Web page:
The FSF may have a chance to make this move. It rejected an earlier version of the OSL as incompatible with the GPL, but it has yet to speak to version 2. But since it doesn't hold the copyrights on most GPL software, its approval of the OSL, while desirable, isn't necessary. Copyright holders could simply re-license from the GPL to the OSL. Bold parties who want to call the APIs of GPL'd software could simply exercise their rights under copyright law and see who objects in court. Open Source software is far past the hobbyist and enthusiast stage and, as many of its creators and proponents have dreamed, it's spreading in wider circles of freedom and productivity around the world.

Now that the OSI and FSF have recently changed their leadership, it would be a good time for both to catch up with the rapidly moving world around them. The OSI needs to move away from license proliferation to its original evangelical purpose, this time emphasizing Rosen's Five Principles and the OSL and AFL. The FSF needs to figure out that its problem isn't reciprocity; it's the GPL, and it needs to move to the OSL.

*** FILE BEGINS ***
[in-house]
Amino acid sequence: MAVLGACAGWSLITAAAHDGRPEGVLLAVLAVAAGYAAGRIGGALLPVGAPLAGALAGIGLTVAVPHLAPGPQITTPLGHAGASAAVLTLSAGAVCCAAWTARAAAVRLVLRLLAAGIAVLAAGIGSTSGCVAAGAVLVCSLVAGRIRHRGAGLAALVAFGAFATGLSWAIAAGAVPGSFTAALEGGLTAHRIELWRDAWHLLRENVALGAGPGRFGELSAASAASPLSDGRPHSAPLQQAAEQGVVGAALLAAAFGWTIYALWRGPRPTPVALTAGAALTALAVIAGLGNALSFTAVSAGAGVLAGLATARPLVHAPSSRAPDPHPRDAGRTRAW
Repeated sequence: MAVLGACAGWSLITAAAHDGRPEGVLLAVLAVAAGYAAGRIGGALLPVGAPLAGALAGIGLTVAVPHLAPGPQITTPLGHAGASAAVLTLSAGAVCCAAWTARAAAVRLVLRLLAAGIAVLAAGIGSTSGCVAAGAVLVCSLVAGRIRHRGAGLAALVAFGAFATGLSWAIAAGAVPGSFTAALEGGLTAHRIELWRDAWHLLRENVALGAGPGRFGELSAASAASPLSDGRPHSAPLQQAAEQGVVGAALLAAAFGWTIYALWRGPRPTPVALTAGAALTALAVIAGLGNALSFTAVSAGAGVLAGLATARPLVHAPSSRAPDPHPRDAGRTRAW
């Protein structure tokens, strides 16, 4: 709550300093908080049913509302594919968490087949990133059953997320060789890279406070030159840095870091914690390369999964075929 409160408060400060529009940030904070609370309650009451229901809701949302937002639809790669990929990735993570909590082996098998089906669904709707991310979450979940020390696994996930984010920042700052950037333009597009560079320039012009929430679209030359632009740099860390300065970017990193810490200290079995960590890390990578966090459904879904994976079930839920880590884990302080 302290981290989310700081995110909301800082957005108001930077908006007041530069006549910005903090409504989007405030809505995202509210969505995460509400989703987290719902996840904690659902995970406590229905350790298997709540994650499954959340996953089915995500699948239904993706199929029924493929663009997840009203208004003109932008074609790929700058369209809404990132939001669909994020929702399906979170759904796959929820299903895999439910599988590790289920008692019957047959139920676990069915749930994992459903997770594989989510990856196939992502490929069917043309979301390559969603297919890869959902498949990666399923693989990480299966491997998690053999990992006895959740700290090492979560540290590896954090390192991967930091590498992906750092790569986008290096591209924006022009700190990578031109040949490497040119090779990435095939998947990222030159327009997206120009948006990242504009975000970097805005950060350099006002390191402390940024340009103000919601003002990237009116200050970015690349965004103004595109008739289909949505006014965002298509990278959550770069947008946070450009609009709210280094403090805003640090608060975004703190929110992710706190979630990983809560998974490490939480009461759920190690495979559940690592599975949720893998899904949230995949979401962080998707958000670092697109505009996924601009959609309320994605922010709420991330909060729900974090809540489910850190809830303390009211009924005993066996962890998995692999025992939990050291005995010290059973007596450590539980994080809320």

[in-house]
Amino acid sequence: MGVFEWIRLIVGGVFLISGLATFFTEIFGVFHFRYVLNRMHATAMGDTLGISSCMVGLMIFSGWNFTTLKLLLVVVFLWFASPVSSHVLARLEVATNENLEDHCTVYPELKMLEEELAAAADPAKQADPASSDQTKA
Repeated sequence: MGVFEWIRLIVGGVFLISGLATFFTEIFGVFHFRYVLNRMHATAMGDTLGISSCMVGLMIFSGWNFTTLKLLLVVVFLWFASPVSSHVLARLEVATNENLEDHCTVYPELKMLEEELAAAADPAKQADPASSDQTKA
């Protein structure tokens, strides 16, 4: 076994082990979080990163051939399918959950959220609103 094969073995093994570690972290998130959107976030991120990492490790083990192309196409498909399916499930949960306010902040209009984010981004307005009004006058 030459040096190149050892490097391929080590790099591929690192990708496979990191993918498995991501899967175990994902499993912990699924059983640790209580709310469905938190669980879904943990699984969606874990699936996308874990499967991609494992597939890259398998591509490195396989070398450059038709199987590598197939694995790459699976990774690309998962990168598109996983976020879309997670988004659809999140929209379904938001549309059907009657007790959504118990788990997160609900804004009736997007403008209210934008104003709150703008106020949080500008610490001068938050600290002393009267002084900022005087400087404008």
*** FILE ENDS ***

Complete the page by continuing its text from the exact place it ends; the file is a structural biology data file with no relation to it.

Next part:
The great service Rosen's book performs isn't just explaining Open Source licensing, copyrights, patents, and standards; it's in offering the evidence and opportunity to make the great leap forward in the propagation and use of Open Source software.

More Stories By Donald Rosenberg

Longer bio:

Donald K. Rosenberg is president of Stromian Technologies, a marketing consulting firm specializing in OEM software licensing and Open Source licensing and marketing issues. He is the author of Open Source: The Unauthorized White Papers, (Wiley), a book taking a business approach to Open Source software, now on the Web at ftp://ftp.novell.com/pub/forge/documents/Open%20Source:%20The%20Unauthorize
Don has twenty years of marketing experience and has worked with companies large and small in the U.S. and Europe, both in Open Source and
proprietary software licensing and marketing. Besides consulting on
these issues, Don has given talks about them at USENIX, ALS, Linux.SYS-CON.com (San Francisco, Frankfurt/M), Wizards of OS (Berlin), CeBIT (Istanbul), Comdex (Las Vegas, Basel), and in Taiwan and Slovenia. His column, Rosenberg's Corner, deals with Open Source and business issues.

Shorter bio:

Short bio:

Donald K. Rosenberg assists software companies with licensing and business/marketing strategies at Stromian Technologies and wrote Open Source: The Unauthorized White Papers, (Wiley), a book taking a business approach to Open Source software, now on the Web at ftp://ftp.novell.com/pub/forge/documents/Open%20Source:%20The%20Unauthorize